2013 Annual Report
1a.Objectives (from AD-416):
1: Characterize rumen microbial populations, including cellulolytic microbes, and
elucidate dynamics of these populations through the use of metagenomic approaches.
2: Determine rumen microbial and host genetic effects associated with differences
in measures of efficiency of heifers developed under divergent planes of nutrition
or different diets.
3: Determine phenotypic and genetic relationships of early-in-life measures of feed
consumption, growth and body composition, with subsequent reproduction and lifetime
4: Determine if the level of nutrition in utero and prior to puberty results in
epigenetic effects on traits associated with production efficiency at later stages
5: Develop and validate appropriate phenotypes for measuring fertility in cattle in
order to determine interactions between variation in cow feed efficiency and
6: Identify and fine map quantitative trait loci (QTL) affecting feed intake,
growth and reproduction.
1b.Approach (from AD-416):
Line 1 Hereford, an intercross (CGC) of Charolais (25%), Red Angus (50%) and
Tarentaise (25%), and two predominantly Hereford-Angus crossbred herds are used.
Line 1 Hereford cattle are ~30% inbred, with consequently reduced fitness, and have
close ties to the bovine genome sequence. Two distinct nutritional environments
will be imposed on the CGC population to challenge the nutrition-reproduction axis.
One Hereford-Angus cowherd provides donor and recipient females for studies using
embryo transfer. The other Hereford-Angus cowherd calves in two seasons and thus
has differential synchrony between nutritional value of range forage and nutrient
requirements of the cows.
1: Identify new species of rumen microbes through whole genome shotgun sequencing
of rumen microbial milieu. Compare rumen bacterial species diversity responses to
2: Evaluate rumen microbial diversity and host animal gene expression in samples of
animals expressing extreme differences in feed efficiency.
3: Estimate genetic and phenotypic variances and covariances of longevity,
stayability, number of calves produced, and cumulative production of beef cows with
early-in-life measures of growth rate, feed consumption, and indicators of body
composition. Determine effects of phenotypes measured early-in-life on subsequent
fertility of bulls.
4: Determine effects of feed intake prior to puberty and level of supplementation during mid to late gestation on genetic (co)variance and gene expression of the
treated animals and their progeny. Determine effects of nutrient intake during
gestation on phenotypes of treated animals and their progeny.
5: Determine factors controlling establishment and maintenance of pregnancy in cows
induced to ovulate different sized follicles. Establish relationships between
previous nutrition, time post-partum, resumption of estrus, and energetic
efficiency in young postpartum beef cows.
6: Identify QTL affecting growth and reproduction in an advanced intercross of Red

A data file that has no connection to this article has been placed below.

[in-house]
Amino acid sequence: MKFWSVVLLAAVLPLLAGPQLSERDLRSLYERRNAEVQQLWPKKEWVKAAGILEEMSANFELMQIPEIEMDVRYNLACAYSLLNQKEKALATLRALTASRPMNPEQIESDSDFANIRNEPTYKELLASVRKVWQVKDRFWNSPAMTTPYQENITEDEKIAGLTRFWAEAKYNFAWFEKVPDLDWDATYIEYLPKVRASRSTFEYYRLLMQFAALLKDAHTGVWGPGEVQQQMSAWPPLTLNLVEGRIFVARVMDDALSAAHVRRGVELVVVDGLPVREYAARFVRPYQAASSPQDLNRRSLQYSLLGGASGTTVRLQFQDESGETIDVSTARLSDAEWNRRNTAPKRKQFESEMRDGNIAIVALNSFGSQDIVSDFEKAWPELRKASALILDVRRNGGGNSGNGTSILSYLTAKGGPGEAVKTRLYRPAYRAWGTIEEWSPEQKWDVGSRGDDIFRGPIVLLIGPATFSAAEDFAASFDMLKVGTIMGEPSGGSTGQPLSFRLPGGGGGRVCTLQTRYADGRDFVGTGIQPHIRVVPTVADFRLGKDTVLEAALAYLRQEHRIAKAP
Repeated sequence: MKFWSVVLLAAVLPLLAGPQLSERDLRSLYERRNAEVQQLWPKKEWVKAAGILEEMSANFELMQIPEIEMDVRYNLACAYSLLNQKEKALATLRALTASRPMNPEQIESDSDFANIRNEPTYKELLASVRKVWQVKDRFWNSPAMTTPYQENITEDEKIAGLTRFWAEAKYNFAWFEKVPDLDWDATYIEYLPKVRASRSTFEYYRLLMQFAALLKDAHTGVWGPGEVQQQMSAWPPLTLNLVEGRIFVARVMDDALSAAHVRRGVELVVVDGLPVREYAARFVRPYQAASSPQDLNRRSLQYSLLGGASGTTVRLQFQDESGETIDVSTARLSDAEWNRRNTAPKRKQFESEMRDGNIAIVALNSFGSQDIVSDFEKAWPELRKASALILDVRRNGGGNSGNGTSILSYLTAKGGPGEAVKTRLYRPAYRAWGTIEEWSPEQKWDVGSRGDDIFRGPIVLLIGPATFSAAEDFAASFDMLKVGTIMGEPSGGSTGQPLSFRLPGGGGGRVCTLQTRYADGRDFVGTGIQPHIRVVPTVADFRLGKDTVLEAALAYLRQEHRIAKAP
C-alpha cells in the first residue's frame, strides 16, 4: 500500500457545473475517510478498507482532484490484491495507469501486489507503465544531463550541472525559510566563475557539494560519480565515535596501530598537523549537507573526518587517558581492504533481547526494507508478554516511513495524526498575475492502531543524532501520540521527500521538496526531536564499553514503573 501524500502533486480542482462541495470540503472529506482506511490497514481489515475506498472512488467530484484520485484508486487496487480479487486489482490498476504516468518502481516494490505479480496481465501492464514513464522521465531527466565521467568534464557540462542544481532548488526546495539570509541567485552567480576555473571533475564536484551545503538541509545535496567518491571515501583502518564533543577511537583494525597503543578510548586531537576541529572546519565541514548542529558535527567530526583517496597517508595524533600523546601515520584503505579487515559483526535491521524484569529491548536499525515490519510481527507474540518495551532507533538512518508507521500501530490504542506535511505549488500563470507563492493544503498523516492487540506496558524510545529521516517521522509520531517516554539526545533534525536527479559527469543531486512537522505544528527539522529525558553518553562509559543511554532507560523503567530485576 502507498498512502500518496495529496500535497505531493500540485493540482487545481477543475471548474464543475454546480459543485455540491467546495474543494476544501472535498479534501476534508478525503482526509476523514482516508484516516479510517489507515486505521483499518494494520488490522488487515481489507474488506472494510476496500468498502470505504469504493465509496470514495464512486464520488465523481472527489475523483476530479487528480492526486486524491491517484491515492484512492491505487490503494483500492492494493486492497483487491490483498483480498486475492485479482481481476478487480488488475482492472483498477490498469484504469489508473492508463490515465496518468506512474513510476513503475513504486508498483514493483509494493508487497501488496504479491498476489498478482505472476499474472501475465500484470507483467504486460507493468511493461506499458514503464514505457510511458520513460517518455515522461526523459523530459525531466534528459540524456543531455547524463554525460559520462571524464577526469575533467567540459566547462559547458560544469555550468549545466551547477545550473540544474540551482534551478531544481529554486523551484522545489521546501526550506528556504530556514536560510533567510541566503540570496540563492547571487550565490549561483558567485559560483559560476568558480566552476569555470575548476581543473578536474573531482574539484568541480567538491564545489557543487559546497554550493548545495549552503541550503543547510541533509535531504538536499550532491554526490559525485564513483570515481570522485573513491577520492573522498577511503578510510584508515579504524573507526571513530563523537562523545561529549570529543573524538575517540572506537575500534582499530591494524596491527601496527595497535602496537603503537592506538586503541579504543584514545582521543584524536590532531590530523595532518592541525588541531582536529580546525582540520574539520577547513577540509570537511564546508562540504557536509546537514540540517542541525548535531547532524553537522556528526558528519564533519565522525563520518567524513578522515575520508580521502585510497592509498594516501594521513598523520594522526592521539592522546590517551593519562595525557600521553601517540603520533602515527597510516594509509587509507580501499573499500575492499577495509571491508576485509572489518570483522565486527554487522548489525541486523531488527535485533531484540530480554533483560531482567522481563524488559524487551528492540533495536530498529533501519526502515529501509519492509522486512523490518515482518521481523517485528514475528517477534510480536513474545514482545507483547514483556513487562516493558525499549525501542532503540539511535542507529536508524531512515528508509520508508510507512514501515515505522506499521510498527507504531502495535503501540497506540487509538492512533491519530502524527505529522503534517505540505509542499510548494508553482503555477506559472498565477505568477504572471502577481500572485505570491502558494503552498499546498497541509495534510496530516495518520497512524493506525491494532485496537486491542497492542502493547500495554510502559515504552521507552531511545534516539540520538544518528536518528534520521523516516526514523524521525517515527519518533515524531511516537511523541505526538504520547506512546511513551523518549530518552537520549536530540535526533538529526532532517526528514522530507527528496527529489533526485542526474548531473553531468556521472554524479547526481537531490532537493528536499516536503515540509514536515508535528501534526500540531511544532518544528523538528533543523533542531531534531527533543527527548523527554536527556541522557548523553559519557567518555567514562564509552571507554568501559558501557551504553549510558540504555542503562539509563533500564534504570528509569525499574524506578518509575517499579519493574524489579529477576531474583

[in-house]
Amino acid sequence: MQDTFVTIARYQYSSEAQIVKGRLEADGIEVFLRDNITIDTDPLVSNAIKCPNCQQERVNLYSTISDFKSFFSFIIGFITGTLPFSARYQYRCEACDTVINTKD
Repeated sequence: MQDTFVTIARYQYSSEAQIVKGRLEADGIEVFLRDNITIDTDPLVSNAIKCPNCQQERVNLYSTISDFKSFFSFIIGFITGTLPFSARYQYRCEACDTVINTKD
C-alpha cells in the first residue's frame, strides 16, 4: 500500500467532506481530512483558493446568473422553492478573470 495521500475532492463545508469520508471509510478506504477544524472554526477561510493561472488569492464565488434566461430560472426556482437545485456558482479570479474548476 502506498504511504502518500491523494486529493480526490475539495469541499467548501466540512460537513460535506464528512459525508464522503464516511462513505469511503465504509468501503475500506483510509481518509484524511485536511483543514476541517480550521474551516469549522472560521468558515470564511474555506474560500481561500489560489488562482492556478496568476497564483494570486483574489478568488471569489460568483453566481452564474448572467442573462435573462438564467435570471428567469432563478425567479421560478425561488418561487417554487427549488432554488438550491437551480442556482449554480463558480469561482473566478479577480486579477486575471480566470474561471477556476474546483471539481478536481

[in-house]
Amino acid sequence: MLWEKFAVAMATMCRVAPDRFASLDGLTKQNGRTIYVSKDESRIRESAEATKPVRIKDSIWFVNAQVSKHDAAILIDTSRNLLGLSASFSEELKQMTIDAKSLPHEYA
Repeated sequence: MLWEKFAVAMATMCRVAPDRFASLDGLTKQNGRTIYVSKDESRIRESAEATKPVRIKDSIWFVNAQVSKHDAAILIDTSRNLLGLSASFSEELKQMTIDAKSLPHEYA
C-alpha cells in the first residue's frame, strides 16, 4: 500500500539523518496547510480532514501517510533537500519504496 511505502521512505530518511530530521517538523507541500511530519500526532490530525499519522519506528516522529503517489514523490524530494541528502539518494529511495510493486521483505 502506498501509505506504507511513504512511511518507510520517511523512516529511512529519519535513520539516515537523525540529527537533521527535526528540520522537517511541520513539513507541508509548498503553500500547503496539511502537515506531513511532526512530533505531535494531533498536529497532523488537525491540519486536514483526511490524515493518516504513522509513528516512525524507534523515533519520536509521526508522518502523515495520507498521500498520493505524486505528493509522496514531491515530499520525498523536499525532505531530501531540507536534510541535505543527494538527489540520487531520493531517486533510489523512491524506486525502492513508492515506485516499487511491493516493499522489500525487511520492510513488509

Angus, Charolais, and Tarentaise. Identify QTL with over-dominance effects on
fitness. Identify genes expressed in tissues of cattle.
Final report (New project #5434-31000-017-00D). Progress was made on all objectives to advance basic and applied knowledge contributing to improved efficiency of production. Research assessing diversity of rumen microbial community established sample collection protocols for future investigations into metagenomics. Between 3181 to 7483 species-level Operational Taxonomic Units (OTU) were identified, the greatest number ever observed for a ruminant species. Considerable difference in microbial diversity existed between cows, which is expected to contribute to individual variation in efficiency and productivity.
Level of feed input provided during postweaning development of heifers was shown to affect magnitude of association of feed intake with several output responses, illustrating importance of feed level when assessing relationships between economically critical inputs and outputs. Heifers subjected to feed restriction during postweaning exhibited greater efficiency with no reduction in pregnancy rate. In addition to potential savings occurring through improved efficiency, this strategy is estimated to reduce costs of developing each replacement female by more than $31. Results provide evidence that industry recommended rates of growth of heifer heifers during postweaning development need to be reconsidered because development at lower rates provides opportunity for improve efficiency and decreased cost.
Research results provide evidence that several economically important traits are influenced by nutritional environment imposed on the mother of an animal during pregnancy. Interactions of nutritional treatments imposed in utero and during postweaning development were also observed. Results demonstrate that production characteristics and ability of an animal to cope with nutritional restrictions that may occur throughout life can be altered by levels of nutrition experienced during in utero and postweaning development.
Novel phenotypes contributing to fertility in cattle have been identified, including size of the ovulatory follicle. Negative effects of ovulatory follicle size on pregnancy success were determined to be mediated by oocyte competence and positive effects through improved maternal uterine environment. Specific traits identified in this research provide targets for ongoing investigations into genetic and management factors contributing to variation in fertility.